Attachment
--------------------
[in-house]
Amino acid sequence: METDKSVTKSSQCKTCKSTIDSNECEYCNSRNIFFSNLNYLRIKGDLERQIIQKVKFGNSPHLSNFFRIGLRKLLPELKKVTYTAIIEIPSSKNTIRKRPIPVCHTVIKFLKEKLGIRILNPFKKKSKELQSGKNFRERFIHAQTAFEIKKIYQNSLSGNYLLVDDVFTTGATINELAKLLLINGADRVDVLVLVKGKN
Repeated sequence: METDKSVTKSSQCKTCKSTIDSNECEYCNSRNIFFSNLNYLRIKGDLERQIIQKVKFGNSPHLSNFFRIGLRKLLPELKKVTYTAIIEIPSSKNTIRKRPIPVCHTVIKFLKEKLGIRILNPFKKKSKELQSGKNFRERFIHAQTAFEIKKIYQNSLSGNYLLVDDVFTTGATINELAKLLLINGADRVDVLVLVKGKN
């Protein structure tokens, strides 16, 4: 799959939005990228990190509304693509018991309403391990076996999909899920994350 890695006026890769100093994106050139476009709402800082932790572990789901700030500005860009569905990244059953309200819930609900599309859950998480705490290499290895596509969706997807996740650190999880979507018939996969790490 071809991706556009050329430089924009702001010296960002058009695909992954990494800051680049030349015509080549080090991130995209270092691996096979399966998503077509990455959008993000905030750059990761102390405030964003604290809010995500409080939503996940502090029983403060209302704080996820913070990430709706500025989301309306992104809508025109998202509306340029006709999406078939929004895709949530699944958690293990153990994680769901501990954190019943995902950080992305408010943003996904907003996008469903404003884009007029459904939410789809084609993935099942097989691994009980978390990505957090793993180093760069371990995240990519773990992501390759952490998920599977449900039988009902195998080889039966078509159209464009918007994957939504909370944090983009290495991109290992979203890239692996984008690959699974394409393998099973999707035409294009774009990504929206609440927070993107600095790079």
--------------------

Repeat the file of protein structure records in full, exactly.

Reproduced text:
[in-house]
Amino acid sequence: METDKSVTKSSQCKTCKSTIDSNECEYCNSRNIFFSNLNYLRIKGDLERQIIQKVKFGNSPHLSNFFRIGLRKLLPELKKVTYTAIIEIPSSKNTIRKRPIPVCHTVIKFLKEKLGIRILNPFKKKSKELQSGKNFRERFIHAQTAFEIKKIYQNSLSGNYLLVDDVFTTGATINELAKLLLINGADRVDVLVLVKGKN
Repeated sequence: METDKSVTKSSQCKTCKSTIDSNECEYCNSRNIFFSNLNYLRIKGDLERQIIQKVKFGNSPHLSNFFRIGLRKLLPELKKVTYTAIIEIPSSKNTIRKRPIPVCHTVIKFLKEKLGIRILNPFKKKSKELQSGKNFRERFIHAQTAFEIKKIYQNSLSGNYLLVDDVFTTGATINELAKLLLINGADRVDVLVLVKGKN
């Protein structure tokens, strides 16, 4: 799959939005990228990190509304693509018991309403391990076996999909899920994350 890695006026890769100093994106050139476009709402800082932790572990789901700030500005860009569905990244059953309200819930609900599309859950998480705490290499290895596509969706997807996740650190999880979507018939996969790490 071809991706556009050329430089924009702001010296960002058009695909992954990494800051680049030349015509080549080090991130995209270092691996096979399966998503077509990455959008993000905030750059990761102390405030964003604290809010995500409080939503996940502090029983403060209302704080996820913070990430709706500025989301309306992104809508025109998202509306340029006709999406078939929004895709949530699944958690293990153990994680769901501990954190019943995902950080992305408010943003996904907003996008469903404003884009007029459904939410789809084609993935099942097989691994009980978390990505957090793993180093760069371990995240990519773990992501390759952490998920599977449900039988009902195998080889039966078509159209464009918007994957939504909370944090983009290495991109290992979203890239692996984008690959699974394409393998099973999707035409294009774009990504929206609440927070993107600095790079």